• Role models: Female beauty icons throughout history have had long, thick, rich-looking hair, often portrayed as windswept and wild. Think Elizabeth Taylor, who was known for her black, silky locks. Poster girl Farrah Fawcett was all about those blonde waves. Jennifer Aniston's career has been tied closely to the latest toss of her enviable mane. Medusa and Rapunzel are mythical figures whose hair served as the symbol of power. Classic portraits and sculptures almost always portray women with beautiful, luscious hair, even when depicted nude. While men have many role models (past and present) for how to go bald in a confident way, there are only a handful of contemporary women (like Moore and Theron) who provide females that kind of inspiration. It's just not considered feminine or stylish -- and may never be.

Finally, consider this: If men had to deal with some public display of impotence -- say, graying hair was an indicator of their decreasing virility -- think how emotionally challenging that would be. (One can only imagine drugs like Viagra and Cialis would fly off shelves if impotence was actually visible for all to see!)

Loss or thinning hair to some women is tantamount to losing their femininity. So, it seems that unless science offers reasonable solutions to baldness or until more women find ways to make it a "look" that is sensual and stylish, hair loss will continue to cause females a great deal more angst than it does men.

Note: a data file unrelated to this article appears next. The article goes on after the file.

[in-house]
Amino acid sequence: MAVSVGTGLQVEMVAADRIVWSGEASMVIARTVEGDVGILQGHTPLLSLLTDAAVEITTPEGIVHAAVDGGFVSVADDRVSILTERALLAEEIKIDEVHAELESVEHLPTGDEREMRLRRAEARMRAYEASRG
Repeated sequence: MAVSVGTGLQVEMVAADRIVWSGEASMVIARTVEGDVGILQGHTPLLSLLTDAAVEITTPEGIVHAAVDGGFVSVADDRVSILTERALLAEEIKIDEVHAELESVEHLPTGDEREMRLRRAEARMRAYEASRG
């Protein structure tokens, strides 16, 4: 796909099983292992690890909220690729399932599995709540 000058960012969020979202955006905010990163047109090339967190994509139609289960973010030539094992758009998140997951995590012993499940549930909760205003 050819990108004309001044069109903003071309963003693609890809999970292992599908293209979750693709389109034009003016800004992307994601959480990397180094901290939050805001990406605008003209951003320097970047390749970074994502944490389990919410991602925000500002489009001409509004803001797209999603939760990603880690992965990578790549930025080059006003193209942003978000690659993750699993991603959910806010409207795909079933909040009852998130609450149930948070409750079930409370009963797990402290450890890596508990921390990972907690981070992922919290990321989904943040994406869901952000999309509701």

What do you think about the gender gap when it comes to hair loss?

Vivian Diller, Ph.D., is a psychologist in private practice in New York City. She serves as a media expert on various psychological topics and as a consultant to companies promoting health, beauty and cosmetic products. Her book Face It: What Women Really Feel As Their Looks Change (2010), edited by Michele Willens, is a psychological guide to help women deal with the emotions brought on by their changing appearances.

For more information, please visit my website at Friend me on Facebook (at or continue the conversation on Twitter.